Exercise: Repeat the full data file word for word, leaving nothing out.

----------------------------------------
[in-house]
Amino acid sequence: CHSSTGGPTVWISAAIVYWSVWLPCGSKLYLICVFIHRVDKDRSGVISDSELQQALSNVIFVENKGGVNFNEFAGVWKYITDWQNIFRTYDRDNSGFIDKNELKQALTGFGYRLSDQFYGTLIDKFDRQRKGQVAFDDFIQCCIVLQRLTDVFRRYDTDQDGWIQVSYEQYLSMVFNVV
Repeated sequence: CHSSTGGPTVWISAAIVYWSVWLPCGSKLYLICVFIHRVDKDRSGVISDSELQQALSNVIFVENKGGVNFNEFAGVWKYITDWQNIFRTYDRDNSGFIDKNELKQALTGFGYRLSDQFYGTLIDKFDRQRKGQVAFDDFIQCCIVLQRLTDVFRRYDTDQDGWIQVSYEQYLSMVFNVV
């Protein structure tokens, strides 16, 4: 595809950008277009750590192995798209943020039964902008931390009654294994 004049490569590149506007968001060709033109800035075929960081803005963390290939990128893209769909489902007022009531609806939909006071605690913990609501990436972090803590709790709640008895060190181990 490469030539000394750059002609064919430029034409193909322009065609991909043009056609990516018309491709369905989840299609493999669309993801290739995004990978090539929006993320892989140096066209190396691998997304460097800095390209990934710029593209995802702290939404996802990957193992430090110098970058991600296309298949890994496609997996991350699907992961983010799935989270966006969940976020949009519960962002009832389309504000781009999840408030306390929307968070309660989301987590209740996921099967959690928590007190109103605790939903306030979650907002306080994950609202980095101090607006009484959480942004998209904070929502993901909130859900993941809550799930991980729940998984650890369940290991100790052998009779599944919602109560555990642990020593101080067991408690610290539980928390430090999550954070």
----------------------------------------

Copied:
[in-house]
Amino acid sequence: CHSSTGGPTVWISAAIVYWSVWLPCGSKLYLICVFIHRVDKDRSGVISDSELQQALSNVIFVENKGGVNFNEFAGVWKYITDWQNIFRTYDRDNSGFIDKNELKQALTGFGYRLSDQFYGTLIDKFDRQRKGQVAFDDFIQCCIVLQRLTDVFRRYDTDQDGWIQVSYEQYLSMVFNVV
Repeated sequence: CHSSTGGPTVWISAAIVYWSVWLPCGSKLYLICVFIHRVDKDRSGVISDSELQQALSNVIFVENKGGVNFNEFAGVWKYITDWQNIFRTYDRDNSGFIDKNELKQALTGFGYRLSDQFYGTLIDKFDRQRKGQVAFDDFIQCCIVLQRLTDVFRRYDTDQDGWIQVSYEQYLSMVFNVV
């Protein structure tokens, strides 16, 4: 595809950008277009750590192995798209943020039964902008931390009654294994 004049490569590149506007968001060709033109800035075929960081803005963390290939990128893209769909489902007022009531609806939909006071605690913990609501990436972090803590709790709640008895060190181990 490469030539000394750059002609064919430029034409193909322009065609991909043009056609990516018309491709369905989840299609493999669309993801290739995004990978090539929006993320892989140096066209190396691998997304460097800095390209990934710029593209995802702290939404996802990957193992430090110098970058991600296309298949890994496609997996991350699907992961983010799935989270966006969940976020949009519960962002009832389309504000781009999840408030306390929307968070309660989301987590209740996921099967959690928590007190109103605790939903306030979650907002306080994950609202980095101090607006009484959480942004998209904070929502993901909130859900993941809550799930991980729940998984650890369940290991100790052998009779599944919602109560555990642990020593101080067991408690610290539980928390430090999550954070």